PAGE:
4:1 I therefore, 1 the prisoner of the Lord, beseech you that ye walk worthy of the a vocation wherewith ye are called,
(1) Another part of the epistle, containing precepts of the Christian life, the sum of which is this, that every man behave himself as it is fitting for so excellent a grace of God. 4:2 2 With all lowliness and meekness, with b longsuffering, forbearing one another in love;
(a) By this is meant the general calling of the faithful, which is this, to be holy as our God is holy.
(2) Secondly, he commends the meekness of the mind, which is demonstrated by bearing with one another. 4:3 3 Endeavouring to keep the unity of the Spirit in the bond of peace.
(b) See ( Matthew 18:25-27 ).
(3) Thirdly he requires perfect agreement, but yet such that is joined with the band of the Holy Spirit. 4:4 4 [There is] one body, and one Spirit, even as ye are called in one hope of your calling;
(4) An argument of great weight for an earnest displaying of brotherly love and charity with one another, because we are made one body as it were of one God and Father, by one Spirit, worshipping one Lord with one faith, and consecrated to him with one baptism, and having hope of one self same glory, unto which we are called. Therefore, whoever breaks charity, breaks all of these things apart. 4:6 One God and Father of all, who [is] c above all, and d through all, and e in you all.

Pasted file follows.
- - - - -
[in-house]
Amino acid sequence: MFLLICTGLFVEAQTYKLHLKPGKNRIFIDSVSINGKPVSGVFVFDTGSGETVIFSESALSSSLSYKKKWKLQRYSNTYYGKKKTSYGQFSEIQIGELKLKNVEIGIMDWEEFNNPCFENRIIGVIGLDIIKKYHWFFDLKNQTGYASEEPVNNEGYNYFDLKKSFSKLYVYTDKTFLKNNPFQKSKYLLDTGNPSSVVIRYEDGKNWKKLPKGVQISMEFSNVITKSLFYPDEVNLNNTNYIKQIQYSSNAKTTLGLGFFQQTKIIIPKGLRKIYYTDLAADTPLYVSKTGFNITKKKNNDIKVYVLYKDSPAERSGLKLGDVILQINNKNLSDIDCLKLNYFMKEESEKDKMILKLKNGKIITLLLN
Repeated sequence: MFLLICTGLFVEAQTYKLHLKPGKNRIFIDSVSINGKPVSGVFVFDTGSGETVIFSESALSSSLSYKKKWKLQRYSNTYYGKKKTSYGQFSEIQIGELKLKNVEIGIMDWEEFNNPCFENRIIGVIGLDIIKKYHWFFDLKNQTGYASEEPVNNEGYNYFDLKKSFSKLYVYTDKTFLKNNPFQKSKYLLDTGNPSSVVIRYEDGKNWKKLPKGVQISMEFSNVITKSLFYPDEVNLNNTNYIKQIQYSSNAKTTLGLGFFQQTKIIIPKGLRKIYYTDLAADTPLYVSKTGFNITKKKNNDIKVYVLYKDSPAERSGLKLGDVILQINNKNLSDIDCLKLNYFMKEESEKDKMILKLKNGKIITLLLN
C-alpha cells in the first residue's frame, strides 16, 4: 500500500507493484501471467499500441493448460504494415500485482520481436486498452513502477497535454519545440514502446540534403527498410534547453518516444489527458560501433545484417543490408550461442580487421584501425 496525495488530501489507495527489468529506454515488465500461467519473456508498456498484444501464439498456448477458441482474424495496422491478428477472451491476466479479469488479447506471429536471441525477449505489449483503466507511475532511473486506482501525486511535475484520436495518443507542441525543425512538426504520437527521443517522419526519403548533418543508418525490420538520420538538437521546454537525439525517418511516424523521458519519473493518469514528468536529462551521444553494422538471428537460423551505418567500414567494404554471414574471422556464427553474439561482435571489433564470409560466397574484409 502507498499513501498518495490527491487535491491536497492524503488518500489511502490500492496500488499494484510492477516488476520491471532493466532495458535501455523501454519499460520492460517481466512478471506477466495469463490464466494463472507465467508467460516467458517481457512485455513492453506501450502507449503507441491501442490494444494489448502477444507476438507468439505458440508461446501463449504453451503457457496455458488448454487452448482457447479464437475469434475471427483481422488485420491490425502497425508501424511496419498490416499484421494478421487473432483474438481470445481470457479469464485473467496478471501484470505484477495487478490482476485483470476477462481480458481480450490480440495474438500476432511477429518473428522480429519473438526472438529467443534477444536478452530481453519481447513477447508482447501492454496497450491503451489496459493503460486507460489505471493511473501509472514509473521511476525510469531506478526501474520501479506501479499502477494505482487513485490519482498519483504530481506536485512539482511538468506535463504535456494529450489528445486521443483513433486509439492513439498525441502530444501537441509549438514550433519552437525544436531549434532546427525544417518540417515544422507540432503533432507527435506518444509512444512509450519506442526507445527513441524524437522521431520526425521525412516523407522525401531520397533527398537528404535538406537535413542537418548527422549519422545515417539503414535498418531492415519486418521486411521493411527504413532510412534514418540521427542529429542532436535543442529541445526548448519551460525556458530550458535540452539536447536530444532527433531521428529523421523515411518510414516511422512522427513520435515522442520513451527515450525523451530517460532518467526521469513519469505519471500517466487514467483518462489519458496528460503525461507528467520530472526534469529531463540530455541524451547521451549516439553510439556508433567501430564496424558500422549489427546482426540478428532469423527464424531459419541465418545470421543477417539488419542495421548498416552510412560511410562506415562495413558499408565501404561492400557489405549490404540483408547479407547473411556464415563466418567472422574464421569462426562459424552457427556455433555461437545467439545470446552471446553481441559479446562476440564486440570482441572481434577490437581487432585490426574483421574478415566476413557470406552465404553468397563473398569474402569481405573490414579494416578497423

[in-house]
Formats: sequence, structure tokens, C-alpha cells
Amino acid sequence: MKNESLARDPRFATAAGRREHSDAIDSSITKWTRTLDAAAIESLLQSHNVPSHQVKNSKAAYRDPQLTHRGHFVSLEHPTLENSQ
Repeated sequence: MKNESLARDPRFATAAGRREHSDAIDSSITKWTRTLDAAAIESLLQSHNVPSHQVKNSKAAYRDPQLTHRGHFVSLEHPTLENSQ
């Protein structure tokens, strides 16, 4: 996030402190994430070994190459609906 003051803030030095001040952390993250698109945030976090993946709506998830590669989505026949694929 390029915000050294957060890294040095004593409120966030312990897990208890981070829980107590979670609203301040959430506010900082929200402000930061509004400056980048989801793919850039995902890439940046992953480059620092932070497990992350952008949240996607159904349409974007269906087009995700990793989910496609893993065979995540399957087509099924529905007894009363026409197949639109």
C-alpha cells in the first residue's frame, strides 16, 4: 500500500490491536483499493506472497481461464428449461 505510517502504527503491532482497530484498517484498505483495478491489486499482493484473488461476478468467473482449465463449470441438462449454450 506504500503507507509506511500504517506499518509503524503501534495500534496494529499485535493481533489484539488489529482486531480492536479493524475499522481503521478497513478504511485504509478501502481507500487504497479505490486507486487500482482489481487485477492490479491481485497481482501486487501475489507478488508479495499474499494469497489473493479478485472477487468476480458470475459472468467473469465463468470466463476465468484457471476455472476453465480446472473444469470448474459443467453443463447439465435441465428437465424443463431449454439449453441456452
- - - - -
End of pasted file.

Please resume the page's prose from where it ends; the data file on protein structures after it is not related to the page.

(c) Who alone has the chief authority over the Church. 4:7 5 But unto every one of us is given grace according to the measure of the f gift of Christ.
(d) Who alone pours forth his providence, through all the members of the Church.
(e) Who alone is joined together with us in Christ.
(5) He teaches us that we indeed are all one body, and that all good gifts proceed from Christ alone, who reigns in heaven having mightily conquered all his enemies, from where he heaps all gifts upon his Church. But yet nonetheless these gifts are differently and variously divided according to his will and pleasure, and therefore every man ought to be content with that measure that God has given him, and to bestow it to the common profit of the whole body. 4:8 Wherefore he saith, When he ascended up on high, he led g captivity captive, and gave gifts unto men.
(f) Which Christ has given.
(g) A multitude of captives. 4:9 (Now that he ascended, what is it but that he also descended first into the h lower parts of the earth?
(h) Down to the earth, which is the lowest part of the world. 4:10 He that descended is the same also that ascended up far above all heavens, that he might i fill k all things.)
(i) Fill with his gifts. 4:11 6 And he gave some, l apostles; and some, m prophets; and some, n evangelists; and some, o pastors and teachers;
(k) The Church.
(6) First of all he lists the ecclesiastical functions, which are partly extraordinary and for a season, such as apostles, prophets, and evangelists, and partly ordinary and perpetual, such as pastors and teachers. 4:12 7 For the perfecting of the saints, for the work of the ministry, for the edifying of the p body of Christ: